D&D 5E Wandering Monsters 6/11/13: Riddle of the Sphinx

GX.Sigma

Adventurer
This part troubled me:
...when it denies passage, the way to what they protect vanishes and that which they hide moves beyond mortal ken.

So... if the PCs can't solve one riddle, Blackrazor disappears forever and the adventure cannot be completed ever by anyone in the future?

And if they come from the gods, and apparently have the power to "move [things] beyond mortal ken," then how come a 7th level Fighter can beat the s--- out of them?

I am very much not a fan of these lore changes. It adds too many restrictions. With this lore, you can only use them in an adventure where a god wants to keep something protected but also would be okay with people taking it as long as they're good at riddles (which never comes up in my games, and contradicts the most iconic use of the Sphinx in D&D history).

And why get rid of the love triangle thing? Was there anything wrong with it?
 
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I agree with Klaus. Have the mythic sphinxes with their trials, and then have 'mortal sphinxes,' which are just normal creatures that occasionally style themselves after their divine forebears. Perhaps they are the offspring of when a mythic sphinx kills itself to be free from its duty.
 

I am very much not a fan of these lore changes. It adds too many restrictions. With this lore, you can only use them in an adventure where a god wants to keep something protected but also would be okay with people taking it as long as they're good at riddles (which never comes up in my games, and contradicts the most iconic use of the Sphinx in D&D history).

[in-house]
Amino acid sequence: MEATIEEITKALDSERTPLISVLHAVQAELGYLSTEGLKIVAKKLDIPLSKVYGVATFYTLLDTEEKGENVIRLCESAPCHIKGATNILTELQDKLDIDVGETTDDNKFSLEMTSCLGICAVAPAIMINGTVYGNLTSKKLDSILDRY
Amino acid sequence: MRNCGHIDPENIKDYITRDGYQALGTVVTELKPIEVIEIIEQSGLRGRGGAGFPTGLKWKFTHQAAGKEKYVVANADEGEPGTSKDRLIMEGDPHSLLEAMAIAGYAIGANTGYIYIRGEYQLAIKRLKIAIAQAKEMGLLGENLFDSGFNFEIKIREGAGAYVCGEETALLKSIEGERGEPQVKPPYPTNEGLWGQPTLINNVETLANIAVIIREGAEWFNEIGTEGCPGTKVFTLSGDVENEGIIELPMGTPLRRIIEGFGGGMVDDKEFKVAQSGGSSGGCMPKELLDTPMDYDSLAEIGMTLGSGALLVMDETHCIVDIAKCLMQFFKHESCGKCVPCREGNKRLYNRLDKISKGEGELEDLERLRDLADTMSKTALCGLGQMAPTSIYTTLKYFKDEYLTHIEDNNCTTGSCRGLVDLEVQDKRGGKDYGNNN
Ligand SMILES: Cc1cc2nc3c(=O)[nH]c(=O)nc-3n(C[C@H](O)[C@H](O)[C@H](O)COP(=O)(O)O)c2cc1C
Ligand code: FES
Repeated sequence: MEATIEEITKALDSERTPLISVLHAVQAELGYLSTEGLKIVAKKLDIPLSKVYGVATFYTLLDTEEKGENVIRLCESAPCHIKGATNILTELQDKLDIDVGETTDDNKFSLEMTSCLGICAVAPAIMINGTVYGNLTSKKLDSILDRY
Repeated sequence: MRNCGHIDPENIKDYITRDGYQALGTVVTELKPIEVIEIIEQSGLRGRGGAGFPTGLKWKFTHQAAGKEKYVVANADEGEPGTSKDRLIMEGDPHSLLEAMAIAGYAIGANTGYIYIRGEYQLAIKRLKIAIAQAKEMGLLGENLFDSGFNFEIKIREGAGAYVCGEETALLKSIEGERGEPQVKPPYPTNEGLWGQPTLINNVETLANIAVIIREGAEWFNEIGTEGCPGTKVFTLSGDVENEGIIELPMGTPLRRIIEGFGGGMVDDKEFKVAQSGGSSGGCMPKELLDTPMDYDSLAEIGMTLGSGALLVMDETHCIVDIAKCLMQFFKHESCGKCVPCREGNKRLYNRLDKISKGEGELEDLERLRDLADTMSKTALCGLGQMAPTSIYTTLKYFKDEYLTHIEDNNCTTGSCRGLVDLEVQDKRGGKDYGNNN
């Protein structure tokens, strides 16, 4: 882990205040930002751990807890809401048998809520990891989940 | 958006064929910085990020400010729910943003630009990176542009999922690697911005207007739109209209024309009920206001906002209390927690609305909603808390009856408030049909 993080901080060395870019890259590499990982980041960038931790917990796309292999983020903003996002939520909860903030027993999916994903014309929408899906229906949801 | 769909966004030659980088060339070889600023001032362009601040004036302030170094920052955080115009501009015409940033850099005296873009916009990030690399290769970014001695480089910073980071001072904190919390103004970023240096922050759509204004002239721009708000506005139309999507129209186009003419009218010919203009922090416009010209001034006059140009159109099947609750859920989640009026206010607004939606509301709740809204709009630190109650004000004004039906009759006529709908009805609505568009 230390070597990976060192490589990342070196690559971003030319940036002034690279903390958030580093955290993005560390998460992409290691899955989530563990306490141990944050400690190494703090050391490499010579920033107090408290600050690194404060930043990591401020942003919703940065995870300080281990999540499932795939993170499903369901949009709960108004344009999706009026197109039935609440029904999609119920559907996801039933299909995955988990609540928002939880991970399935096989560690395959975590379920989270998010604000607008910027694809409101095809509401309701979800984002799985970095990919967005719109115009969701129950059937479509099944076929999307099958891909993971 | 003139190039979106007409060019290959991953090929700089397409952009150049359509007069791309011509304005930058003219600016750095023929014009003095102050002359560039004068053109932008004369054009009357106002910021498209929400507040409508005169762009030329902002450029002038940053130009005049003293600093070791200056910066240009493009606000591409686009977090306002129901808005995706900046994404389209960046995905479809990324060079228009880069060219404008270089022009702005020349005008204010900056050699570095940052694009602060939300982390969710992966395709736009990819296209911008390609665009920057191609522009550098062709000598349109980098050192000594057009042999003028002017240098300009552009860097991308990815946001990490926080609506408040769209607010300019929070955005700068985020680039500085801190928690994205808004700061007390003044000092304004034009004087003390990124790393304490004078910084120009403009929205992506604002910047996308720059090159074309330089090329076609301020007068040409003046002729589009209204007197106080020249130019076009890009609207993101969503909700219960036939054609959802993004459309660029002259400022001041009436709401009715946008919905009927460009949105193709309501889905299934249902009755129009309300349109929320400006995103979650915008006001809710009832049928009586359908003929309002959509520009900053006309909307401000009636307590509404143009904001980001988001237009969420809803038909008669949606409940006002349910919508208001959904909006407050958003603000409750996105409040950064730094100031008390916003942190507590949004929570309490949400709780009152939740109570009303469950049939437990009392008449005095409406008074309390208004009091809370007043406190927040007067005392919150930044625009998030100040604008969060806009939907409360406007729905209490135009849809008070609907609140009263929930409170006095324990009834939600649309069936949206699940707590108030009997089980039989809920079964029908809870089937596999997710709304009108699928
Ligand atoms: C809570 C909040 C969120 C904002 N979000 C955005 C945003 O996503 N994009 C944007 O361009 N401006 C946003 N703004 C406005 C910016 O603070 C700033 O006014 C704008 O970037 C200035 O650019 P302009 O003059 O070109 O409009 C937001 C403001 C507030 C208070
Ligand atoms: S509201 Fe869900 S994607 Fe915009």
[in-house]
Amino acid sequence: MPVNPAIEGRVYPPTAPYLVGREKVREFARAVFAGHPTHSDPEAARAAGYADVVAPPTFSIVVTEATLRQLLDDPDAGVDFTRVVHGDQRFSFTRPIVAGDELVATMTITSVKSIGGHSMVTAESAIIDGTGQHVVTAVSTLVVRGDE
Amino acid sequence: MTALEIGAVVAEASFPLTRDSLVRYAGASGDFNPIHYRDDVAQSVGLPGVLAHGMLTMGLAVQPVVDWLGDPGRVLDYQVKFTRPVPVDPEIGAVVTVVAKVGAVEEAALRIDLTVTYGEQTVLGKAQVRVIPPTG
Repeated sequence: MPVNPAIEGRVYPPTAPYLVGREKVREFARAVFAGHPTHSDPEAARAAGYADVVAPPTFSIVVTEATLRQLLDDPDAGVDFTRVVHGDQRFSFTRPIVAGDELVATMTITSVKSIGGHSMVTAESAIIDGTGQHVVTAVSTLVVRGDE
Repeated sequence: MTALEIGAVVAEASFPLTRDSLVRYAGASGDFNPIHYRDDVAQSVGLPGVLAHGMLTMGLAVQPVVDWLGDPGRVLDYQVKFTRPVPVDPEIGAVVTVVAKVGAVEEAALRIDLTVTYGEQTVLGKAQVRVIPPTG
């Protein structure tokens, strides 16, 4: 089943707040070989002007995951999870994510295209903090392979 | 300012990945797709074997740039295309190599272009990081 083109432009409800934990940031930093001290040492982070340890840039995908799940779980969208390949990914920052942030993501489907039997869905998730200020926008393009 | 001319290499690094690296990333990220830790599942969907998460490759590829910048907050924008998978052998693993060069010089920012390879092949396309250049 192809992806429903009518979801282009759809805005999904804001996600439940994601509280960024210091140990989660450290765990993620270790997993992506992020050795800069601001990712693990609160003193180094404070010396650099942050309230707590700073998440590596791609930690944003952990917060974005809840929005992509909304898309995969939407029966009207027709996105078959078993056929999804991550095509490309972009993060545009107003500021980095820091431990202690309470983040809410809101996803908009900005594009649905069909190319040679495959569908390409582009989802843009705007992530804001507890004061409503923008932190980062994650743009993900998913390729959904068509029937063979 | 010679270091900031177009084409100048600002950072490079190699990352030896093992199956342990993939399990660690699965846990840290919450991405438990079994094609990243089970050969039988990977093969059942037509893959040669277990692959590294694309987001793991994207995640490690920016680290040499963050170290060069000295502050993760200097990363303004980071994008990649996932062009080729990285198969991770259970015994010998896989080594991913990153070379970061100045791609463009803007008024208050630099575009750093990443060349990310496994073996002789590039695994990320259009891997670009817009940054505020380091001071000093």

It's got a good mythic feel, in my opinion. I mean, you can use a dragon as cannon fodder, but they're normally supposed to have massive treasure hoards and to have devastated the landscape. You can have a ghost just be a random incorporeal foe to fight, but they're normally supposed to have a backstory and a creepy haunting.

This is just giving the sphinx a story with a bit more meat than "a flying lion with a human face swoops down at you."

And why get rid of the love triangle thing? Was there anything wrong with it?

Has that ever actually been used anywhere in an adventure or setting? It sounds kind of dumb to me, honestly.
 

MarkB

Legend
I like much of this article, but some parts are a bit too much "a god did it" for my liking. As others have mentioned, making satisfying the sphinx's challenge the only way of successfully bypassing it is very limiting, and having it come with an infallible "thou shall not pass" contingency is very powerful. I don't want to only ever use sphinxes when there's a god directly involved.